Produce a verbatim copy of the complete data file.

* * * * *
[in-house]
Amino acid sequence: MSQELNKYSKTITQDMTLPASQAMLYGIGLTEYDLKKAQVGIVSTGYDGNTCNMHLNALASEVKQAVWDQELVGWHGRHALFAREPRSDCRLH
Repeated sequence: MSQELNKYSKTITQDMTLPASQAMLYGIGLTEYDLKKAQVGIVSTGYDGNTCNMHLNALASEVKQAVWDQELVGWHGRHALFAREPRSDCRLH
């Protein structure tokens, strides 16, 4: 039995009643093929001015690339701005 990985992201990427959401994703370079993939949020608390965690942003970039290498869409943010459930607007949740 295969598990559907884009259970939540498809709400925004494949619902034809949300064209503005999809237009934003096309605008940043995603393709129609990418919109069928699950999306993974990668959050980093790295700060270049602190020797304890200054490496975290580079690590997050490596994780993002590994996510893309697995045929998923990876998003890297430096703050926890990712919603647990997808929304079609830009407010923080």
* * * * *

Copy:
[in-house]
Amino acid sequence: MSQELNKYSKTITQDMTLPASQAMLYGIGLTEYDLKKAQVGIVSTGYDGNTCNMHLNALASEVKQAVWDQELVGWHGRHALFAREPRSDCRLH
Repeated sequence: MSQELNKYSKTITQDMTLPASQAMLYGIGLTEYDLKKAQVGIVSTGYDGNTCNMHLNALASEVKQAVWDQELVGWHGRHALFAREPRSDCRLH
């Protein structure tokens, strides 16, 4: 039995009643093929001015690339701005 990985992201990427959401994703370079993939949020608390965690942003970039290498869409943010459930607007949740 295969598990559907884009259970939540498809709400925004494949619902034809949300064209503005999809237009934003096309605008940043995603393709129609990418919109069928699950999306993974990668959050980093790295700060270049602190020797304890200054490496975290580079690590997050490596994780993002590994996510893309697995045929998923990876998003890297430096703050926890990712919603647990997808929304079609830009407010923080």